Gaza pullout and peace
In the days ahead, the Israel Defense Forces (IDF) are scheduled to remove the last of the 8,500 Israeli settlers from the Gaza Strip, dismantle its own remaining installations in the Strip, and leave. What will life be like then for the Strip's 1.38 million Palestinians?
One forecast: They'll be overjoyed to travel the 25-mile length of the Strip without having to go through the hated IDF checkpoints, and to regain access to coastal areas from which they have long been banned.
Palestinian leaders used to predict that, once freed from the military rule Israel has maintained for 38 years, Gaza could become "like Singapore." That now looks very unlikely, for three reasons:
• Israel's promised evacuation of the Strip - and four small Israeli colonies in the northern West Bank - comes nowhere near a final resolution of its long conflict with the Palestinians. (Gaza's land makes up only 5.8 percent of the total area of the occupied territories to which the Palestinians now lay claim.) In the absence of a final-status peace, it's very improbable that Gaza, a key incubator of Palestinian nationalism, will be calm.
• Even after the pullout, Israel plans to retain control of key trade chokepoints between Gaza and itself, and (far less legitimately) between Gaza and the outside world. Gaza would still be far from enjoying the full economic independence that lets Singapore prosper. Israel would retain the same kind of controls that apartheid South Africa exercised over its Bantustans. Opportunities for friction would multiply.
• The Palestinians' own internal politics are in flux. The moderate, secularist Palestinian president, Mahmoud Abbas, won a strong electoral victory in January. But facing diplomatic and political uncertainty, he postponed until January legislative elections scheduled for last month. The Islamist movement Hamas is expected to do well in them.
Israel's pullback from Gaza has its origins in a speech Prime Minister Ariel Sharon made in December 2003, when he proposed this "disengagement" as an alternative to the "road map" proposed by President Bush in 2002. Mr. Sharon's plan has two key differences from the road map. It seeks to pull the IDF out of Gaza only, while promising no troop pullback from the West Bank. And it's quite unilateral: Israel has never committed itself to negotiating any particulars of its pullback - with either the Palestinians, the US, or any of the three US allies that cosponsored the road map.
Since December 2003, by an amazing diplomatic feat, Sharon has won the acquiescence of all major world powers for this partial and dictatorial plan. Meanwhile, in the West Bank, his government has been strengthening its control over huge swaths of Palestinian land and the area's 2.2 million Palestinians. It has continued building the massive barrier that encroaches on Palestinian lands there. It has built housing and other facilities for new Israeli colonists throughout the West Bank, including in and around Jerusalem - a city as fiercely loved by Palestinians and their coreligionists worldwide as it is by Israelis and theirs.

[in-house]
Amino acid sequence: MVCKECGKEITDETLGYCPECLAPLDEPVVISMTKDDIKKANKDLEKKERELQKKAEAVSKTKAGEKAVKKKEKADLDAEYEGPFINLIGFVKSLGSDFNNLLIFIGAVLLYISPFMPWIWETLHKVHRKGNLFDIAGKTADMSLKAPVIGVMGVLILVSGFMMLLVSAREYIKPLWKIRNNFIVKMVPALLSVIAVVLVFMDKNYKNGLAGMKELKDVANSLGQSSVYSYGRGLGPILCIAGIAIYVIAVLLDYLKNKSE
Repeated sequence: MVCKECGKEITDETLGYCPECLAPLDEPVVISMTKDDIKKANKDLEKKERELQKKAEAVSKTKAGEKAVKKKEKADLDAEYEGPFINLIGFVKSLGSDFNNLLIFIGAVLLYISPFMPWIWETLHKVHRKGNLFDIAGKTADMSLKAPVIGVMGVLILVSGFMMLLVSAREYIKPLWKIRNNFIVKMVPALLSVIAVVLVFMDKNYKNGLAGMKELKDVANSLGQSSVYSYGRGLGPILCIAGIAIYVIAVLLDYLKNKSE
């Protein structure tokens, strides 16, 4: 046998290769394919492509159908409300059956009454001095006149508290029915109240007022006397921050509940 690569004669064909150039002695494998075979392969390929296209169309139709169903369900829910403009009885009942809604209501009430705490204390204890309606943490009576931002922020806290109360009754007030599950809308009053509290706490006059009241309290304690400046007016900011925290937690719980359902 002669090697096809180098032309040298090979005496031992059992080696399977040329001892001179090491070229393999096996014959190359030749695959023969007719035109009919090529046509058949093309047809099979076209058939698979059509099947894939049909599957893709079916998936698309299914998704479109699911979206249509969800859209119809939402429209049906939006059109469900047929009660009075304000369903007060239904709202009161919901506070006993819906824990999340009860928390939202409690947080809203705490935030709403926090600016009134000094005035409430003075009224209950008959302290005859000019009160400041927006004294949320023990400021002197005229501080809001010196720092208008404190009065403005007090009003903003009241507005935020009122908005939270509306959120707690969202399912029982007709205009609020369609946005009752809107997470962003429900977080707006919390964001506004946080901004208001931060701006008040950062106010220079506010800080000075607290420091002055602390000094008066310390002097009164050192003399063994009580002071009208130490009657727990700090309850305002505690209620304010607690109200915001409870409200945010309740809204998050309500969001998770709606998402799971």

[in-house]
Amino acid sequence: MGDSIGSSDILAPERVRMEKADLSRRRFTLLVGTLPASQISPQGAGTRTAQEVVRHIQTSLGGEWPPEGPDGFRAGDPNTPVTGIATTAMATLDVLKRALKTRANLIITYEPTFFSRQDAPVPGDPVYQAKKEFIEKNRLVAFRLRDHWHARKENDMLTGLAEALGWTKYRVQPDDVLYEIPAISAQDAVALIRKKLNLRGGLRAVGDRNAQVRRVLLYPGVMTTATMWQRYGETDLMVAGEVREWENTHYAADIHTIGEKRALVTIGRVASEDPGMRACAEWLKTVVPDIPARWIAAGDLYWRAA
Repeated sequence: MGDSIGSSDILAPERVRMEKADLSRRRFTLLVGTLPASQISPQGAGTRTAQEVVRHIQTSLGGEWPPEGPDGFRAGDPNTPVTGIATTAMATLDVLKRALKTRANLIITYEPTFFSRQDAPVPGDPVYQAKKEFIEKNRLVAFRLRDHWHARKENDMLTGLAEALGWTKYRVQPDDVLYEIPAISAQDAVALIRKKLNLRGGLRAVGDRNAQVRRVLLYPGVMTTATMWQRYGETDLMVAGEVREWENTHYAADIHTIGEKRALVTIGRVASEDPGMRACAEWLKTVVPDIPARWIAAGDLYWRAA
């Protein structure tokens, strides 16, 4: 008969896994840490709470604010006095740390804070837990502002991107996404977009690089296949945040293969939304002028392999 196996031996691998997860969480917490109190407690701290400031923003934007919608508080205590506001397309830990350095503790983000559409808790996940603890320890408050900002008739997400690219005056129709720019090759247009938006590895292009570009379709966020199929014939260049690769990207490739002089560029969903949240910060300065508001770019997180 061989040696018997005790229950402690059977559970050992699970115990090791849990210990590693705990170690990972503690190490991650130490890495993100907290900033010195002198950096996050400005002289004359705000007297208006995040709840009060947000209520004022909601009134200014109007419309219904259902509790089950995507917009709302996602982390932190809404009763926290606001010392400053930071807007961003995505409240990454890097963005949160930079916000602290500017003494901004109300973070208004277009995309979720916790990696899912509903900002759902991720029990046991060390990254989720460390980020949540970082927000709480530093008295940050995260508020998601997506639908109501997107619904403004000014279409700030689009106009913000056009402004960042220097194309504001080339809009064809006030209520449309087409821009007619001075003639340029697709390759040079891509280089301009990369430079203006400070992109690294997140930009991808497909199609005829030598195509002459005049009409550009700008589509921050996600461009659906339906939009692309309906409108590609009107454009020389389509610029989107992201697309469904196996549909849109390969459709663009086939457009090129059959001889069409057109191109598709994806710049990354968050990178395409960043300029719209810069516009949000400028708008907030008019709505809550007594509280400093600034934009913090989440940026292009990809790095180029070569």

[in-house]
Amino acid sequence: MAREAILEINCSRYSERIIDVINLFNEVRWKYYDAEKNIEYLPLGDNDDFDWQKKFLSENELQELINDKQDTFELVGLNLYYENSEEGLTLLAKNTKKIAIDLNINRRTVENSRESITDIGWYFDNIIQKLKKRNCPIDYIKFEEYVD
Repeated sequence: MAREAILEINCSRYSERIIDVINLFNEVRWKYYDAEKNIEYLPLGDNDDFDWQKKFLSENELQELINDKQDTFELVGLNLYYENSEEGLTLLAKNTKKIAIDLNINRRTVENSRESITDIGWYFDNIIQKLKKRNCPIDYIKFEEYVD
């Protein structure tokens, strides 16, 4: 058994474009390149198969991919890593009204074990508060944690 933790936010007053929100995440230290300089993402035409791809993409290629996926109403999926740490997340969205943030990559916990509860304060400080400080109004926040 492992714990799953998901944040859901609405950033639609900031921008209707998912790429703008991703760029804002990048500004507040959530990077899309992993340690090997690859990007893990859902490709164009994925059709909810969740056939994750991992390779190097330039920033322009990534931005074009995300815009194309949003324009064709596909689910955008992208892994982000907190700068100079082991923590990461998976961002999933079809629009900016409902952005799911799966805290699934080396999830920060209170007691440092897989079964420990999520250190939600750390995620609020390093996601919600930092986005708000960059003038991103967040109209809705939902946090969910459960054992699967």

At the diplomatic level, Sharon's government has steadfastly refused to re-engage with any of the discussions of "final-status" issues - Jerusalem, borders, the claims of the 4 million Palestinian refugees worldwide, or the status of the many Israeli settlements in the West Bank - that were on the diplomatic agenda in the 1990s.
All these Israeli actions have very seriously undermined the prospect that the Palestinians can build a viable, independent state alongside Israel any time soon - if ever. They've been undertaken in a period of great US financial support for Israel, and with no discernible action by Washington to try to keep the prospect of a viable Palestinian state alive. Members of Israel's militant settler community have succeeded in keeping much international attention on the fate of 8,500 Israeli settlers facing evacuation from residences that were illegal anyway under international law. But the fate and dashed hopes of 8 million Palestinians worldwide have been largely ignored.
I hope that the IDF's pullback from Gaza is successful and complete - it should have happened years ago. But it's only a first, tentative step toward ending the Israeli-Palestinian conflict. The next step - for the US and all interested parties - must be to grasp the entire nettle of winning a comprehensive and sustainable Palestinian-Israeli peace. (Yes, implementation of this can certainly be in stages.)
The Gaza disengagement alone can never usher in peace. Any who think it can should recall the fate of South Africa's Bantustans.
• Helena Cobban is writing a book on violence and its legacies.